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# What is a prime factor in mathematics?

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Prime numbers that, when multiplied, equal another number are said to be the “prime factors” of that number. For example, 2 and 7 are the prime factors of the number 14.

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A prime number can only be multiplied by itself and the number 1. So, the number “8” is not prime because it’s possible to multiply “2” and “4” to produce the number 8. The number “7” is prime because no other whole numbers produce the number when multiplied together besides itself and the number 1. Determining prime factors of a number means breaking this number up into more numbers and then checking to see if those new numbers are prime. For example, the number “32” can be broken up into “8” and “4,” which when multiplied together make 32. But “8” and “4” aren’t prime numbers themselves. It’s necessary to break these numbers down further before they are prime factors. In this case, it takes four of the number “2” to make up the prime factors of number “32.” It’s also possible to write prime factors with an exponent if they include multiple of the same number. For example, the prime factors of 32 include “2” with an exponent of “4.”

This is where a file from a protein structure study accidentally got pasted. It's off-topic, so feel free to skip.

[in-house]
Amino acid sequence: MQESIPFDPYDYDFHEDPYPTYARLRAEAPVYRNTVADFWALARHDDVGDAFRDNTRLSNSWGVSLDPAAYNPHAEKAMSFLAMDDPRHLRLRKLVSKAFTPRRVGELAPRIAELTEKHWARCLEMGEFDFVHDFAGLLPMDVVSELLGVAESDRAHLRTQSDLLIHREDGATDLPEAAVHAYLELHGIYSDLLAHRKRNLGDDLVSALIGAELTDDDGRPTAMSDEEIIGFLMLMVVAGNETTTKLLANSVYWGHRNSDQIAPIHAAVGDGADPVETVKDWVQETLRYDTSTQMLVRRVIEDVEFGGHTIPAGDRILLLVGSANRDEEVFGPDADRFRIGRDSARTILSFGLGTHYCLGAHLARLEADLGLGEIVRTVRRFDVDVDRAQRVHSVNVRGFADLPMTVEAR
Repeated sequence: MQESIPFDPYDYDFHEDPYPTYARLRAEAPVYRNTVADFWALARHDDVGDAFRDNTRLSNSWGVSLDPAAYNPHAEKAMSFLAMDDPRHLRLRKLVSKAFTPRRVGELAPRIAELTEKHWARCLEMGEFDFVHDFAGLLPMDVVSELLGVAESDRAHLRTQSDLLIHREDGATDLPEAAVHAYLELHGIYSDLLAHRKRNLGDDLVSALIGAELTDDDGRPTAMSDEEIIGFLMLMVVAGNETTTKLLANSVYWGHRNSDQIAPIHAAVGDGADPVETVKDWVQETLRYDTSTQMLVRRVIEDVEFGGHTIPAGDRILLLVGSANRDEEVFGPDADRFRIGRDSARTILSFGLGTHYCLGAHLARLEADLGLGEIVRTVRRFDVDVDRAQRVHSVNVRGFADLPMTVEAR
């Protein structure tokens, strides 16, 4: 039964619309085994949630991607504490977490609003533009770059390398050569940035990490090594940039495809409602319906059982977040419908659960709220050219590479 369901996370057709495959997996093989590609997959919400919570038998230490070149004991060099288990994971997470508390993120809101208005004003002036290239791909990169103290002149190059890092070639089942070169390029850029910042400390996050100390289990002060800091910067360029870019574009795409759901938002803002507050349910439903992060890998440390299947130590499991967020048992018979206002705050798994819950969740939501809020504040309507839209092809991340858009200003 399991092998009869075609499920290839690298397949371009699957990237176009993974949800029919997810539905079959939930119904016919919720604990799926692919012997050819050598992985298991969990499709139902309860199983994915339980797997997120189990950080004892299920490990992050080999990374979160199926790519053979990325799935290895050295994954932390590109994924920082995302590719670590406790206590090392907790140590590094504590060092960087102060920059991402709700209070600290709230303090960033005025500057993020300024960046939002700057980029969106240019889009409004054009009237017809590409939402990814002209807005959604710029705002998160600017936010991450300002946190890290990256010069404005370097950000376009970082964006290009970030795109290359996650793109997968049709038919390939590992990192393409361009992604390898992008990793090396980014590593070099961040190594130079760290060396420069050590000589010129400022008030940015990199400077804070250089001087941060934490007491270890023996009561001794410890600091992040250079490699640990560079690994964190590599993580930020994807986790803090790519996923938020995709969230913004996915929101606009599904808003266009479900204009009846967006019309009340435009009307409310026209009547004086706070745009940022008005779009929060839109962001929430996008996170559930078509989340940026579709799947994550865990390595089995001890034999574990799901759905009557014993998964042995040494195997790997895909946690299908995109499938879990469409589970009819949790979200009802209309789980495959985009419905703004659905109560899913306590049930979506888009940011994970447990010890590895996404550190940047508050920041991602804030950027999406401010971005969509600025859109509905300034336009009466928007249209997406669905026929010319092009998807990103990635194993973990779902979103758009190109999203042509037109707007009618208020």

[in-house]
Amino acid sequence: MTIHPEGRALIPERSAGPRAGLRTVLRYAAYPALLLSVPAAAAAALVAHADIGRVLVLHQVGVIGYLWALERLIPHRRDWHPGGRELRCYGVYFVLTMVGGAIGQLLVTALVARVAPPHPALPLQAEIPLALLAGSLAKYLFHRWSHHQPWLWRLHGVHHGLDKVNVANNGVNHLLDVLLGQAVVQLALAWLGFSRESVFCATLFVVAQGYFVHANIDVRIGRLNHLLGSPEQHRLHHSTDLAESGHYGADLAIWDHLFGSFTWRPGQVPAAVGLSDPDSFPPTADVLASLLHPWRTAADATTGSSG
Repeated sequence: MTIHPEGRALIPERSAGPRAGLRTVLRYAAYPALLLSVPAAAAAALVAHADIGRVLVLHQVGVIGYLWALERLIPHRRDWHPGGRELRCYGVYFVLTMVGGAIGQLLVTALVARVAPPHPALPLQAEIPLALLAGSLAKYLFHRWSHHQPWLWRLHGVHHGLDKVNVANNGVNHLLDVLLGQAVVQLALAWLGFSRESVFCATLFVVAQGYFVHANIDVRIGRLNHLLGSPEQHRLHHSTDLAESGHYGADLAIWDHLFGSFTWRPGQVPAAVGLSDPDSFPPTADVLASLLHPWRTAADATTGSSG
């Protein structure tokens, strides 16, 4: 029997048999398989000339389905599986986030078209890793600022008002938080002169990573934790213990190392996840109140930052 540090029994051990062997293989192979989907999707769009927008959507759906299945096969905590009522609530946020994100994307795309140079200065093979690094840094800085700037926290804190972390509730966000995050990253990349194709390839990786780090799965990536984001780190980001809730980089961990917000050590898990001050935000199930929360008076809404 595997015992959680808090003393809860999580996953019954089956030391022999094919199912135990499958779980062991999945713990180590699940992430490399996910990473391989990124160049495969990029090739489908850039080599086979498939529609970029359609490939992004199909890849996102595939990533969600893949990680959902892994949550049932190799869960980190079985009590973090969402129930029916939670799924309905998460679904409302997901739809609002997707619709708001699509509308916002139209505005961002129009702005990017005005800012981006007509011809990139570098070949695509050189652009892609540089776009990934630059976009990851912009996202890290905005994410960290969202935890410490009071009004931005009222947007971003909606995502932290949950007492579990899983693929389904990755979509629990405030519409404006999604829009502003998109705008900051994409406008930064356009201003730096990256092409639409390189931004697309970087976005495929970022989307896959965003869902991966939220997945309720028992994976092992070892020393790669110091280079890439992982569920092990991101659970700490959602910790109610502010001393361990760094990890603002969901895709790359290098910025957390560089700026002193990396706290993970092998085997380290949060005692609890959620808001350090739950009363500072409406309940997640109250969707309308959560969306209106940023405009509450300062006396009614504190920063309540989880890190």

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## Related Questions

• A:

Eighty-nine is a prime number. To check for a prime number, divide it by every number from two to one less than the number (88 in this case). If no smaller number can be evenly divided into the number, which is the case for 88,Â then it is prime.

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• A:

Two is the only even prime number because other even numbers have at least three or more positive divisors. A number can only be considered prime when it only has two positive divisors: itself and 1.

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The number 87 is not a prime number. The factors of 87 are 1, 3 and 29. A prime number must have only two factors, the numbers one and the number itself.